An artist’s conception shows one of OneWeb’s satellites in orbit. (OneWeb Satellites Illustration)

OneWeb says it’ll start delivering broadband internet service to the Arctic via satellite in 2020, turning the “Last Frontier” into a new frontier for data beamed from orbit.

The London-based company provided fresh details about its market rollout today, saying that it will deliver fiber-like connectivity amounting to 375 gigabits per second of data transmission capacity above the 60th parallel north by the end of next year.

That area takes in most of Alaska as well as Canada’s Yukon Territory, Northwest Territories and Nunavut, plus parts of Quebec, Newfoundland and Labrador. It also encompasses Greenland, Iceland and parts of Norway, Sweden, Finland and Russia. (The Arctic Circle is a little higher up, at about 66.5 degrees north.)

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AI system finally passes 8th-grade science test

Aristo AI program

The Aristo AI software has matched an eighth-grader’s ability to pass a science test. (AI2 Illustration)

Five years after the late Seattle billionaire Paul Allen challenged researchers to come up with an artificial intelligence program smart enough to pass an eighth-grade science test, that feat has been declared accomplished — by the hometown team.

The Allen Institute for Artificial Intelligence, or AI2, announced today that its Aristo software scored better than 90% on a multiple-choice test geared for eighth graders, and better than 80% on a test for high school seniors.

There are caveats, of course: The exam, which was based on New York Regents aptitude tests, excluded questions that depended on interpreting pictures or diagrams. Those questions would have required visual interpretation skills that aren’t yet programmed into Aristo. Questions requiring a direct answer (that is, essay questions) were also left out. And for what it’s worth, Aristo would have been useless outside the areas of science in which it was trained.

Nevertheless, the exercise illustrated how far AI has come just since 2016, when all of the programs competing in the $80,000 Allen AI Science Challenge flunked.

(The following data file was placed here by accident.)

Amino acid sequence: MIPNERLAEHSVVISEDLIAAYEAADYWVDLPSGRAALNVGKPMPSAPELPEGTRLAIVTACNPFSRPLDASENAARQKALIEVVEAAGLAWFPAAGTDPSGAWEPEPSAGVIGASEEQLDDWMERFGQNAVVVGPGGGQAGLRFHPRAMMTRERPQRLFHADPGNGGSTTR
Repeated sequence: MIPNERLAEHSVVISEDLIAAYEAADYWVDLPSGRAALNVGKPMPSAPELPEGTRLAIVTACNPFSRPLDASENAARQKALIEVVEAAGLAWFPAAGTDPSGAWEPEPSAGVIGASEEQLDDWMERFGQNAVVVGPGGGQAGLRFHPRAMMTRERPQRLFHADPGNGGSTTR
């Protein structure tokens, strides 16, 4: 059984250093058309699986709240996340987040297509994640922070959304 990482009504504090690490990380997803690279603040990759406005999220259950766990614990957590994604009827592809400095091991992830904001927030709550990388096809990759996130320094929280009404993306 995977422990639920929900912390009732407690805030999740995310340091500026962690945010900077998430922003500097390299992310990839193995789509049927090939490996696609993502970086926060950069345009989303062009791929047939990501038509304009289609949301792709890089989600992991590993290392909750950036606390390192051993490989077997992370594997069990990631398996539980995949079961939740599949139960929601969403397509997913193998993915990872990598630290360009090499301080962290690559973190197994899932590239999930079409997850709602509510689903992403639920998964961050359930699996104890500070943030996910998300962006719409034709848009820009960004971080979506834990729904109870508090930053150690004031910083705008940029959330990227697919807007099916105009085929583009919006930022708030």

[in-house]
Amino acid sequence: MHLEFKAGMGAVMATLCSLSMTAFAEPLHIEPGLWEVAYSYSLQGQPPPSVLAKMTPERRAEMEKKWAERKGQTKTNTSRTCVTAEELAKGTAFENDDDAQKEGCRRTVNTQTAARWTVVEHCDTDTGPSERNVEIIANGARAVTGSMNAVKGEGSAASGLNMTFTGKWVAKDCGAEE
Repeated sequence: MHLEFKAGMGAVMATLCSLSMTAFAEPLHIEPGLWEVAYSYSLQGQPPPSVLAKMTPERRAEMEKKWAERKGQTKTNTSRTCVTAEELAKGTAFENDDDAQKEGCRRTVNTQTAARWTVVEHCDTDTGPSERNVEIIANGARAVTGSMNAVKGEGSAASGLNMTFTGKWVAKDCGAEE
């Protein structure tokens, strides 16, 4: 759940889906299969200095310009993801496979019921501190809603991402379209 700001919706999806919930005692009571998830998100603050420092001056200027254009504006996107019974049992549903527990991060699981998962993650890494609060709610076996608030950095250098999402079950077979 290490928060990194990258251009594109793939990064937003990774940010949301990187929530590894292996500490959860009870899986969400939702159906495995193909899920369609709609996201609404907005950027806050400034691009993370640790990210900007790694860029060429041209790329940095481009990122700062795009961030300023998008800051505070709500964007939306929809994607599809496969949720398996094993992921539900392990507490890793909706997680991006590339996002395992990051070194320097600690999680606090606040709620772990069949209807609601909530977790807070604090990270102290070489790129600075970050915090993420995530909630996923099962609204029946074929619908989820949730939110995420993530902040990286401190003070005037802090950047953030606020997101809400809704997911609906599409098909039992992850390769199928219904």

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White House lists space among R&D priorities

Peregrine lander

By 2021, Astrobotic’s Peregrine lander should be ready to go to the lunar surface. Space exploration and commercialization are listed as priorities for federally backed R&D. (Astrobotic Illustration)

Congress hasn’t yet approved a federal budget for the fiscal year that starts next month, but the White House is already setting an agenda for research and development in 2021.

Hypersonic weapons, artificial intelligence, quantum computing, nuclear energy research and missions to the moon are among the priorities listed in a memo sent out to federal agencies last week by White House science adviser Kelvin Droegemeier and acting budget director Russell Vought.

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SpaceX reports a ‘bug’ after satellite close call

Satellite paths

A computer-generated diagram shows the projected orbital paths of SpaceX’s Starlink satellite and the European Space Agency’s Aeolus satellite. (ESA Graphic via Twitter)

The European Space Agency says it performed a collision avoidance maneuver over the Labor Day weekend to head off a potential crash between its Aeolus wind-measuring satellite and one of SpaceX’s Starlink broadband data satellites.

In a series of tweets, ESA said the Sept. 2 event marked the first such maneuver taken to avoid an active satellite in what’s expected to become a “mega constellation” of thousands of satellites — and it warned that such maneuvers posed a grave challenge for future orbital traffic management.

“As the number of satellites in orbit increases … today’s ‘manual’ collision avoidance process will become impossible,” ESA tweeted.

The space agency said the maneuver was executed successfully about half an orbit before the close encounter.